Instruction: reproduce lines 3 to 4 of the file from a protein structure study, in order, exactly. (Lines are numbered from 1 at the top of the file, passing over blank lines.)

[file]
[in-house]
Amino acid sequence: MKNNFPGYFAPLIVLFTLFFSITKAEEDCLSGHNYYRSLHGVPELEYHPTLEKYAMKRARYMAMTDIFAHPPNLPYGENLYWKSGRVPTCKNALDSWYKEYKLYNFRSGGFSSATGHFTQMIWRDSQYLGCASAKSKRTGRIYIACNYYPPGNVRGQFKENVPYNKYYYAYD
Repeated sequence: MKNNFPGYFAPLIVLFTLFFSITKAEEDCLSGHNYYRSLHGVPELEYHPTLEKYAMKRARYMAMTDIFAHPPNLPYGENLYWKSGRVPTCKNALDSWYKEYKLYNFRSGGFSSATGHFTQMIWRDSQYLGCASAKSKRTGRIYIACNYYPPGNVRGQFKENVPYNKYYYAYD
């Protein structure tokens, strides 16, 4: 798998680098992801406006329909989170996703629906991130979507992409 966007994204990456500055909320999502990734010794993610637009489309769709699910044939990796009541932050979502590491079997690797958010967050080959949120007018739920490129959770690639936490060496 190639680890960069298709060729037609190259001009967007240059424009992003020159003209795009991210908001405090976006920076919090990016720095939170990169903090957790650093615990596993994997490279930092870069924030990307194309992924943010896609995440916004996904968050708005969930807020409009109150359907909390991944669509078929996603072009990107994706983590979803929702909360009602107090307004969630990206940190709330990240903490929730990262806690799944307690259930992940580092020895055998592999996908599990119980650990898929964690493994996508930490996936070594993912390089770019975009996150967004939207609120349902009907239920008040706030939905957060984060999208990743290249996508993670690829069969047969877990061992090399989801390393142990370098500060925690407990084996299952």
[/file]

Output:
Repeated sequence: MKNNFPGYFAPLIVLFTLFFSITKAEEDCLSGHNYYRSLHGVPELEYHPTLEKYAMKRARYMAMTDIFAHPPNLPYGENLYWKSGRVPTCKNALDSWYKEYKLYNFRSGGFSSATGHFTQMIWRDSQYLGCASAKSKRTGRIYIACNYYPPGNVRGQFKENVPYNKYYYAYD
């Protein structure tokens, strides 16, 4: 798998680098992801406006329909989170996703629906991130979507992409 966007994204990456500055909320999502990734010794993610637009489309769709699910044939990796009541932050979502590491079997690797958010967050080959949120007018739920490129959770690639936490060496 190639680890960069298709060729037609190259001009967007240059424009992003020159003209795009991210908001405090976006920076919090990016720095939170990169903090957790650093615990596993994997490279930092870069924030990307194309992924943010896609995440916004996904968050708005969930807020409009109150359907909390991944669509078929996603072009990107994706983590979803929702909360009602107090307004969630990206940190709330990240903490929730990262806690799944307690259930992940580092020895055998592999996908599990119980650990898929964690493994996508930490996936070594993912390089770019975009996150967004939207609120349902009907239920008040706030939905957060984060999208990743290249996508993670690829069969047969877990061992090399989801390393142990370098500060925690407990084996299952």